Another great aspect of the private tour with this company is that they literally handle everything for you, including admission to Neuschwanstein. Be aware that with some of the lower cost train and bus tours that castle admission is not included. Not only is it not part of the price, it may not even be possible or you to get inside the castle with those tours!
Neuschwanstein is incredibly popular. We were there during the “off-season” and it was packed. Martin told us that it is even busier during the Summer months. Tickets to Neuschwanstein are timed tickets, meaning you buy tickets and they allow you access at a very specific time. You cannot pre-buy these tickets, and they are first come-first served. This means that if your bus tour arrives at 11am and you get in line for tickets, your entry time will be much later in the day. Unfortunately, because you are on a pre-set schedule as part of the tour, you will likely need to be back on the bus before your timed ticket would even be valid for entry! So many of these tours will get you TO the castle and allow you to see the grounds, but you will not be able to go inside for a tour.
With our private tour, the owner of the company, Amir, actually met us at the castle. He had gone to the ticket window early that morning and secured out tickets so that when we arrived, we had only a short wait until we could go inside for our tour. This is the benefit of a private experience like this. Yes, you will pay more, but you really will get so much value for that cost! We even got to ride in a horse-drawn carriage!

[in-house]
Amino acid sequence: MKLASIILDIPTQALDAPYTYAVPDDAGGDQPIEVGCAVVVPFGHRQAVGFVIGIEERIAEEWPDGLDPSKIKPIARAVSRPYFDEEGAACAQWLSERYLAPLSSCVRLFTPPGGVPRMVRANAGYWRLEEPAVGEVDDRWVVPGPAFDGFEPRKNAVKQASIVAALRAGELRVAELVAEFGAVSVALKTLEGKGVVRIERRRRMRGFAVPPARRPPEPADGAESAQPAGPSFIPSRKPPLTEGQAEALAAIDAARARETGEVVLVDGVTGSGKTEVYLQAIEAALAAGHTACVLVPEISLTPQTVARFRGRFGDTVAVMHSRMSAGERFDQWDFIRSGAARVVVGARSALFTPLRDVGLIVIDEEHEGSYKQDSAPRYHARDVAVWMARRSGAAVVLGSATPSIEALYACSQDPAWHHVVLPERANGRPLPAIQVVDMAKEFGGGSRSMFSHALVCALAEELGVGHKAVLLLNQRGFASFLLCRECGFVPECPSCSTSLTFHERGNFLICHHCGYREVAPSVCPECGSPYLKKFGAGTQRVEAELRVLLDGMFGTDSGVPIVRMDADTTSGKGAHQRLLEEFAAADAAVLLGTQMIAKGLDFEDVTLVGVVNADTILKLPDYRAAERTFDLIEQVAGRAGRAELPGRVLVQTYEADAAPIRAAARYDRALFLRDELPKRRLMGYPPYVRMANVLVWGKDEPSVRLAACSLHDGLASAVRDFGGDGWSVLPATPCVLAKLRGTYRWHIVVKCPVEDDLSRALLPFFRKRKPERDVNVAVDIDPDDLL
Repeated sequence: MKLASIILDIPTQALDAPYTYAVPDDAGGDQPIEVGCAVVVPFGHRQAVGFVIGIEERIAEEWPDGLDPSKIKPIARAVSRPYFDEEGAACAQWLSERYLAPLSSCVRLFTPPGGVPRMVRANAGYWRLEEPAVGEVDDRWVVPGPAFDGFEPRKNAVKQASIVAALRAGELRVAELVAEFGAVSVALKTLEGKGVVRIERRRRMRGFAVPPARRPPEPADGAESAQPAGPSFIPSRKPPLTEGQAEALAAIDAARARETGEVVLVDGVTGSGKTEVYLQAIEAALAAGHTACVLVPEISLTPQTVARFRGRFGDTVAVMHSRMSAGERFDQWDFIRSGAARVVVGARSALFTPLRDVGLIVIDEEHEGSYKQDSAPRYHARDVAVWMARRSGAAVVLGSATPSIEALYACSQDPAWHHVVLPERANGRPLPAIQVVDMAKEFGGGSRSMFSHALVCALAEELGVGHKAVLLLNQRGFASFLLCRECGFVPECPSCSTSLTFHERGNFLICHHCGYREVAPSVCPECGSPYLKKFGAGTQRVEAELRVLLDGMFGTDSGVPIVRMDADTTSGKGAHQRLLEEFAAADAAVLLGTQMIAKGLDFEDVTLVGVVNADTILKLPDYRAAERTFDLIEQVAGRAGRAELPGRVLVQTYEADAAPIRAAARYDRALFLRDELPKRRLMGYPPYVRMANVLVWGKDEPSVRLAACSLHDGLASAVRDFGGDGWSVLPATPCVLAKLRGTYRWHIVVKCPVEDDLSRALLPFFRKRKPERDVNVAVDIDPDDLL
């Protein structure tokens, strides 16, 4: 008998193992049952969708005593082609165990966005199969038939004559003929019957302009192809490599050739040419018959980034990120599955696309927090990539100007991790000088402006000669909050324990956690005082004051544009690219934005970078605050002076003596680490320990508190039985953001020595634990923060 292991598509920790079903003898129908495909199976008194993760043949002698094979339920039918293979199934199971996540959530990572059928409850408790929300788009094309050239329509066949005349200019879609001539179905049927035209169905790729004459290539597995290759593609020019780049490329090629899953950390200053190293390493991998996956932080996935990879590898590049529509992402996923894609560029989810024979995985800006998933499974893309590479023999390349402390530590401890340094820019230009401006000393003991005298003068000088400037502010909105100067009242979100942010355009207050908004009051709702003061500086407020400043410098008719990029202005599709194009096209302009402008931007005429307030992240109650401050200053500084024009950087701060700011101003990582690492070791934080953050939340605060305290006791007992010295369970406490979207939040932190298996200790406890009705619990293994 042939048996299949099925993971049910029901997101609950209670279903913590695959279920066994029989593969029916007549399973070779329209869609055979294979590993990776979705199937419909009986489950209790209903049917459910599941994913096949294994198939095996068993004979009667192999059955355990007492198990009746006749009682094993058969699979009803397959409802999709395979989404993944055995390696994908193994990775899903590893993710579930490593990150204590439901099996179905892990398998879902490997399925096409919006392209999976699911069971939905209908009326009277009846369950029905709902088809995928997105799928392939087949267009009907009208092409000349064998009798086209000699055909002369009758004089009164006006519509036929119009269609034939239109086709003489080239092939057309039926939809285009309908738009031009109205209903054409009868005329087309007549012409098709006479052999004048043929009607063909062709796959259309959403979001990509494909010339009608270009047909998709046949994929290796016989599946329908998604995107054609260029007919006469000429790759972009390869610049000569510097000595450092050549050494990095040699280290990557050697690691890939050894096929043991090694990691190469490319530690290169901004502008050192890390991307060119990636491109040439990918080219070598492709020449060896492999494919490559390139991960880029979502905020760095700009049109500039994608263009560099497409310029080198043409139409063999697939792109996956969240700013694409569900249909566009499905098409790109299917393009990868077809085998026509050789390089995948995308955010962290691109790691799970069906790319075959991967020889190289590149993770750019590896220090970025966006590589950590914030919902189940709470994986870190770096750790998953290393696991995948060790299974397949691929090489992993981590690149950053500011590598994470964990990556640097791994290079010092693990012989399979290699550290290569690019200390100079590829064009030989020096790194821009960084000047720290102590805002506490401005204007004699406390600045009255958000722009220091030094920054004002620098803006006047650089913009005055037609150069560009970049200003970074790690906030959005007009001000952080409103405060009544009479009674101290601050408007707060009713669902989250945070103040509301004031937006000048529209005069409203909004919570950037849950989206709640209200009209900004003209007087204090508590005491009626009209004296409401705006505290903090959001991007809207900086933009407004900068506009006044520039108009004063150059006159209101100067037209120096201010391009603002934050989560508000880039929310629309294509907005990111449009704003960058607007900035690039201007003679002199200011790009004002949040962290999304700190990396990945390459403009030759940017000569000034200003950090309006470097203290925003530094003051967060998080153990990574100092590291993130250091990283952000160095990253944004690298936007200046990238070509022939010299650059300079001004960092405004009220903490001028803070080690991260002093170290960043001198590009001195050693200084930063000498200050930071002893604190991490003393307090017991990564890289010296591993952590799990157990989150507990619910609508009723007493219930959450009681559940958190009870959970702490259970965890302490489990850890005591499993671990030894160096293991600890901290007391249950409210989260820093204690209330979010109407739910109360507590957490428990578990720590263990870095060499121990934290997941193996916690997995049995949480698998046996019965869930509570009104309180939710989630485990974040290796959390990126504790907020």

The small village around Neuschwanstein is very cute, but also very touristy since it is there solely to support the crowds visiting the castle. One bummer was that the path to “Mary’s Bridge” was closed for our visit due to snow. This bridge is a short walk from the castle and it provides a wonderful view of the structure. Many iconic images have been captured from that vantage point and we were excited to snap some photos of the Castle from there as well. Alas, the path was closed down for safety reasons, so we had to settle for pictures from directly around the castle.
The tour of Neuschwanstein takes about an hour. It is a group tour, but everyone has handheld listening devices that are queued up to sections of the castle. You move as a group and they keep the flow going to control the crowds. For this reason, no photos are allowed in the castle since that would slow everything down and lead to traffic jams!